Friday, January 16, 2009

Jonathan & Sarah Edwards: An Uncommon Union (Part 4)

An eternal union of love

The tomb of Jonathan & Sarah Edwards

The family removed to the frontier town of Stockbridge, where Jonathan served as a missionary to the Native Americans. He wrote some of his most important theological works in the wilderness of Stockbridge, including The Freedom of the Will and Original Sin. Sarah was kept busy in the home and was active in the community. The town was affected by the Indian wars. Stockbridge was a dangerous place to be. Yet many refugees fled there for shelter. Sarah put in a claim for providing 800 meals for needy displaced people.

If ever a marriage was ‘made in heaven’ it was that of Jonathan and Sarah Edwards. Sarah’s practical and caring disposition and wise management of family affairs allowed Jonathan to concentrate on his preaching and theological work. When Scottish friends dispatched some supplies and provisions to the Edwards, they sent them to Sarah, knowing that she would make more profitable use of the goods than her otherworldly husband. She was a living embodiment of the wise and godly woman described in Proverbs 31.

If anything, Sarah’s reputation for godliness exceeded that of her husband. Once Jonathan Edwards as booked to preach at the ordination of one Job Strong in Portsmouth, New Hampshire. But a local man Samuel Moody had been asked act as substitute should Edwards have been delayed on the long journey. Much to the disappointment of the packed church, Edwards failed to arrive at the time when service was due to start. Moody began to lead the service and in the prayer before the sermon he lamented that ‘the eminent servant of God, the Rev. Mr. Edwards of Northampton’ was not with them. He began to extol Edwards’ virtues – his ‘uncommon piety, great excellence as a preacher’ and so on. Unknown to the poor preacher, Edwards had unobtrusively entered the church as Moody began to pray. He quietly made his way into the pulpit and as Moody finished praying and opened his eyes, there was the eminent Mr. Edwards standing next to him!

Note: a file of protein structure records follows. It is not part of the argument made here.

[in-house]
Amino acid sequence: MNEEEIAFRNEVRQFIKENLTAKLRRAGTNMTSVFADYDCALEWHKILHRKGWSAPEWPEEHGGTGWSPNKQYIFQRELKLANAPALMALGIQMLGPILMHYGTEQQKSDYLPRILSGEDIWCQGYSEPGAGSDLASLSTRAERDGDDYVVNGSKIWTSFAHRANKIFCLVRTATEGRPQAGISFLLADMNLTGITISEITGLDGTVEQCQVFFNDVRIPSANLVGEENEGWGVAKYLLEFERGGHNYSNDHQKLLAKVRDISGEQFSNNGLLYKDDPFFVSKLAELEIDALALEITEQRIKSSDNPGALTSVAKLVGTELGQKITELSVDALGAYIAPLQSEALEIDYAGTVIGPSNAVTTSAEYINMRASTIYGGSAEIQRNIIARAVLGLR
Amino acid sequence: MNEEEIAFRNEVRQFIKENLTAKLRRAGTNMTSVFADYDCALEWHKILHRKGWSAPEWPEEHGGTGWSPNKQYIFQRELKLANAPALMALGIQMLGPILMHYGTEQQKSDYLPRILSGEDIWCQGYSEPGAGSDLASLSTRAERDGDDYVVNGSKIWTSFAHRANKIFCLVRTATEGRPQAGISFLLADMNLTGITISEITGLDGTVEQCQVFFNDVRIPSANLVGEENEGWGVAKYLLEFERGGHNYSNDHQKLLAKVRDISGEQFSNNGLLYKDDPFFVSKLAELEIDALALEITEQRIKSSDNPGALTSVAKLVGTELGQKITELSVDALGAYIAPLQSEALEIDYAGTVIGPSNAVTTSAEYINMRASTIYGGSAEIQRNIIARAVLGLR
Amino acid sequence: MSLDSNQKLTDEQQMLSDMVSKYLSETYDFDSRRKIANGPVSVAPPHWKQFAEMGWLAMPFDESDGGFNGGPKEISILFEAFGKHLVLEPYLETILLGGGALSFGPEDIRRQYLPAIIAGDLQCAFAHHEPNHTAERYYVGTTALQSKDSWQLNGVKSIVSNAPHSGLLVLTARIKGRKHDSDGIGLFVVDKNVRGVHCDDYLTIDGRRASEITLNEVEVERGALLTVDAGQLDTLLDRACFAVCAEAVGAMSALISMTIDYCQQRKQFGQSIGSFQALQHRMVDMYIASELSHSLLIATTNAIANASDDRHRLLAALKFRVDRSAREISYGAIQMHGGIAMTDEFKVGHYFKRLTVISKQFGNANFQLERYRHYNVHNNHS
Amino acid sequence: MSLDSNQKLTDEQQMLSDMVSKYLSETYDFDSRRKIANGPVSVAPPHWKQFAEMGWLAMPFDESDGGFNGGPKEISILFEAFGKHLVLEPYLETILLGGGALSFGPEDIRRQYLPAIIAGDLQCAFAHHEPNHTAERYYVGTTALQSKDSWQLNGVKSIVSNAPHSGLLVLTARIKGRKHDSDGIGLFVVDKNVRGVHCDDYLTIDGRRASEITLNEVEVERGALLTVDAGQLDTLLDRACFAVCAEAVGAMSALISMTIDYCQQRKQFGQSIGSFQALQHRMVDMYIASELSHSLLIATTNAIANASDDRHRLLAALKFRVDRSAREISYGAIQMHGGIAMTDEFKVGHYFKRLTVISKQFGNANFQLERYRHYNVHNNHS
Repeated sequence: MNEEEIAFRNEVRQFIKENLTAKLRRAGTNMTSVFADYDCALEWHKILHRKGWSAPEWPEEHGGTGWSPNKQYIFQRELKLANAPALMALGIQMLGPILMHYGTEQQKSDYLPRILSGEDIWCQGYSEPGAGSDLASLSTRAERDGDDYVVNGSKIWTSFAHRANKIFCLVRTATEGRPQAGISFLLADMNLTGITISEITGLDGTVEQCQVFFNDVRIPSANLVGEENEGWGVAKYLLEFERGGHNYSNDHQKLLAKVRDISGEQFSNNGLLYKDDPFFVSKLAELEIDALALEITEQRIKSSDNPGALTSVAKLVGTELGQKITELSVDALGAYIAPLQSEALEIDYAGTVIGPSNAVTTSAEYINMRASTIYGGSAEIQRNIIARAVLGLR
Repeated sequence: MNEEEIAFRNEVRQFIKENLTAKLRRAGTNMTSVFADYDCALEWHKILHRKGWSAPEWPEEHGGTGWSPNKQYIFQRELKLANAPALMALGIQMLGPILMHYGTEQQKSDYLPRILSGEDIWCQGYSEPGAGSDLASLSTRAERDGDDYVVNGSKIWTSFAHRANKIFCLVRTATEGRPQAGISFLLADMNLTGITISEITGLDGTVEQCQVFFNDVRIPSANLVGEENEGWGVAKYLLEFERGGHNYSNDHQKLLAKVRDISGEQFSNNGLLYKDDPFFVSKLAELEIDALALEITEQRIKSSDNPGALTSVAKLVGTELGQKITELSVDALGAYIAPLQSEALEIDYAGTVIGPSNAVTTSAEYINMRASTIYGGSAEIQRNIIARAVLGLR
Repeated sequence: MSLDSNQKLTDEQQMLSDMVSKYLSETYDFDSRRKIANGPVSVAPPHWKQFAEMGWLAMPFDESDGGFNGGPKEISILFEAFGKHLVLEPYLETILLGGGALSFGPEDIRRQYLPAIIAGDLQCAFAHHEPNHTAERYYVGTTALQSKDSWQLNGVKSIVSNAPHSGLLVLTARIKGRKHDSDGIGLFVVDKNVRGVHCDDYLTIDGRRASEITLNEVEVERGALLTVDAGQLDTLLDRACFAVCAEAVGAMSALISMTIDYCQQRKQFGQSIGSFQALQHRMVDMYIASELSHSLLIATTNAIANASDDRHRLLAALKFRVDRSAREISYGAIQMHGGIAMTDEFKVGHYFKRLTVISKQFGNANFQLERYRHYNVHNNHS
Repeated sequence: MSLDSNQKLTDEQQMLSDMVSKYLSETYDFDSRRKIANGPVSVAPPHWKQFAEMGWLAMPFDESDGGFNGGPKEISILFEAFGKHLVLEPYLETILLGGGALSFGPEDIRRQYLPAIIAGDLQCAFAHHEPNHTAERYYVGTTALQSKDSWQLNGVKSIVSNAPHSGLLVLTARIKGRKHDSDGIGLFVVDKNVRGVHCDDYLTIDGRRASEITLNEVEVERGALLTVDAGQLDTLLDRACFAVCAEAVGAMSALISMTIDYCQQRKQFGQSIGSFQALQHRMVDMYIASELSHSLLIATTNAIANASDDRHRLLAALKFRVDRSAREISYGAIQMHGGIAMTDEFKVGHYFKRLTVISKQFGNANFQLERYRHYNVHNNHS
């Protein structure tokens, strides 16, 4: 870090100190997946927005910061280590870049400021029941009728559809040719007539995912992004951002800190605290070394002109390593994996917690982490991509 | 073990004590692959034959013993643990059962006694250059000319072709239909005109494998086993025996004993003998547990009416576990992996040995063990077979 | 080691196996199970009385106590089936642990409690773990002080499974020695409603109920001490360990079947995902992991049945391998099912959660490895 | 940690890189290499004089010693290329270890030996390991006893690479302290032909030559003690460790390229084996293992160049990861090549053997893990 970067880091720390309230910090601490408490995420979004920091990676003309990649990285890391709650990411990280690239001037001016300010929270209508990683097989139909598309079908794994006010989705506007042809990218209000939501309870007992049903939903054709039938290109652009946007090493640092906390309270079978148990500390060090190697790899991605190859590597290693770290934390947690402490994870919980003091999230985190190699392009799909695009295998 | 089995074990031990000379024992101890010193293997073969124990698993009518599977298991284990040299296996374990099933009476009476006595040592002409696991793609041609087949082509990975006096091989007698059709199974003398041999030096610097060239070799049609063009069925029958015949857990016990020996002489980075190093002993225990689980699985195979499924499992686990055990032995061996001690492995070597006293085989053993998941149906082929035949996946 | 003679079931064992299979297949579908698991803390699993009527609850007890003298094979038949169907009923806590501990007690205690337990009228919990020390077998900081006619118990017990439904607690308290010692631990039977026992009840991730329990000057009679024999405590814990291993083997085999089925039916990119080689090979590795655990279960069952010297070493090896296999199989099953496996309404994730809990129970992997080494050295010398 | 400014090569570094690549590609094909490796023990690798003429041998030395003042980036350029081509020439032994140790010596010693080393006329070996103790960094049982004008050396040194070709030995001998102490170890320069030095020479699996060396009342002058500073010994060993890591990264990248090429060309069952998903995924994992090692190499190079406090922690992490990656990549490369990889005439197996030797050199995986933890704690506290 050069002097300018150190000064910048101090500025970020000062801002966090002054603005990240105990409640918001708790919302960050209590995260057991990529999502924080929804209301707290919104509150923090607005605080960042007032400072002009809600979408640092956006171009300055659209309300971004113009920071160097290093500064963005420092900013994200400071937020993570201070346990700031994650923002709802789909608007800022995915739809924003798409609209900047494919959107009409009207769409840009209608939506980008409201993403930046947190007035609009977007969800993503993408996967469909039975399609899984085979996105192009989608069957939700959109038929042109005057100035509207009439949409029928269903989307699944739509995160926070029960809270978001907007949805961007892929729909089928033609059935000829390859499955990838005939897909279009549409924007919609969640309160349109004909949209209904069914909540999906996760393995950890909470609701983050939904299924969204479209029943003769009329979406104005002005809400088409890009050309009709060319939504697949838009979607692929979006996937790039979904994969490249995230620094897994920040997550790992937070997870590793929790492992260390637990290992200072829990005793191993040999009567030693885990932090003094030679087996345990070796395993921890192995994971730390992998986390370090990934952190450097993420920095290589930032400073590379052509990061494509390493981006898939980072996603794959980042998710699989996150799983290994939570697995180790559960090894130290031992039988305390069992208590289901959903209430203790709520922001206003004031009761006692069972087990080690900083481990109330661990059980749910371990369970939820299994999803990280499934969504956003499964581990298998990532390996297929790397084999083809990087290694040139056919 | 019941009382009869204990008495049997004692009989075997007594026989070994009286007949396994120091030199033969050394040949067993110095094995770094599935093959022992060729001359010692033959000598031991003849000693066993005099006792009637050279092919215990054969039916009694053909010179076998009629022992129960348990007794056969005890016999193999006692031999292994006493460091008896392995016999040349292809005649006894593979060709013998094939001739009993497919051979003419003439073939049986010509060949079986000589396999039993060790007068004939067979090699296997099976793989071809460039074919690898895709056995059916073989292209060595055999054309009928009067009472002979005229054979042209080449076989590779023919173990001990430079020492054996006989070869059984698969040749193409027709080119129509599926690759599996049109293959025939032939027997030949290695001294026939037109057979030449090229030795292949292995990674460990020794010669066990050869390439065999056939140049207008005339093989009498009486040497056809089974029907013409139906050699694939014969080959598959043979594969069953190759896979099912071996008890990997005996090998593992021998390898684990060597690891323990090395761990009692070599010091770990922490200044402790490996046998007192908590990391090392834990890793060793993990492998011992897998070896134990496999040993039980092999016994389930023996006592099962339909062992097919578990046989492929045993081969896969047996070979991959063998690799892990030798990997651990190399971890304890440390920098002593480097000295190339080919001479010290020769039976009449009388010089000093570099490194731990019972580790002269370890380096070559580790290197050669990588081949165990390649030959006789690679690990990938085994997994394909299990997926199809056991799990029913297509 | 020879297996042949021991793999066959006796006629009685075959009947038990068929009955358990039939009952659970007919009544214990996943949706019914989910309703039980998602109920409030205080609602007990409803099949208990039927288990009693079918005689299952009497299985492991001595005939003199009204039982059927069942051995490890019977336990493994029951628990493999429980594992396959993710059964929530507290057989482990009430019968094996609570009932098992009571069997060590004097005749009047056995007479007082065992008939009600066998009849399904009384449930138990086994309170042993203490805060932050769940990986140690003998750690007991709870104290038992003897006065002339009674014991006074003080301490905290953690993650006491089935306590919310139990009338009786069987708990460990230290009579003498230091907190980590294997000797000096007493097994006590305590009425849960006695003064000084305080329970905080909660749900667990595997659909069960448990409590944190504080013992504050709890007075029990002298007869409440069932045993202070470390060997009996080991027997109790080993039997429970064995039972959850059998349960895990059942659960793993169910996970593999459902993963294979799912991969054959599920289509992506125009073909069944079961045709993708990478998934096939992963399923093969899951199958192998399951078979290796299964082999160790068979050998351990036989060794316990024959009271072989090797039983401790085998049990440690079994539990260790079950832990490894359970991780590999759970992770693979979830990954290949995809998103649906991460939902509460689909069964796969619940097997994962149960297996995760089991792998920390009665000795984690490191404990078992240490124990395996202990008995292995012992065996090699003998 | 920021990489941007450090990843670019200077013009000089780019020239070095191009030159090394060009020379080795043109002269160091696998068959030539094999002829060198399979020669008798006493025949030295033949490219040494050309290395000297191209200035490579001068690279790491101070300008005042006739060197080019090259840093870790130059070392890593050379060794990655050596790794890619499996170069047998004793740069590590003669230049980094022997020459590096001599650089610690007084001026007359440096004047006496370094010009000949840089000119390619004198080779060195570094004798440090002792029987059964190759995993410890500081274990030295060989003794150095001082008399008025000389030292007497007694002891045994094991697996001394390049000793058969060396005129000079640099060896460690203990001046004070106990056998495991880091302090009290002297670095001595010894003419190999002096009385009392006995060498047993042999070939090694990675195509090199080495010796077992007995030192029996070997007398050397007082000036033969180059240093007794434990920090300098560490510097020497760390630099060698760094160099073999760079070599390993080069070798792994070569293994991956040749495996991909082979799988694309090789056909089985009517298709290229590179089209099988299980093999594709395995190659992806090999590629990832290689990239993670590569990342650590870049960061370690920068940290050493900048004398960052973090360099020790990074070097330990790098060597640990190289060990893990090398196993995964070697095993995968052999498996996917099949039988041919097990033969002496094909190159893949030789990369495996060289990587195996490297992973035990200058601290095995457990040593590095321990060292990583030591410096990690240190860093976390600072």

Recovering quickly from his shock, Moody shook the eminent preacher by the hand and greeted him with the words,

"Brother Edwards, we are all of us much rejoiced to see you here today, and nobody, probably as much as myself; but I wish that you might have got in a little sooner, or a little later, or else that I might have heard you when you came in, and known you were here. I didn’t intend to flatter you to your face; but there’s one thing I’ll tell you: They say that your wife is a-going to heaven by a shorter road than yourself."

But Jonathan Edwards was to arrive in heaven before his wife. He was called from the backwater of Stockbridge to become Principal of the newly formed Princeton College. An outbreak of smallpox hit the town and fatalities were high. Jonathan had himself inoculated, but the jab was botched. Tragically Edwards died shortly after taking office. The dying Principal sent a message to his wife via Lucy, their youngest daughter,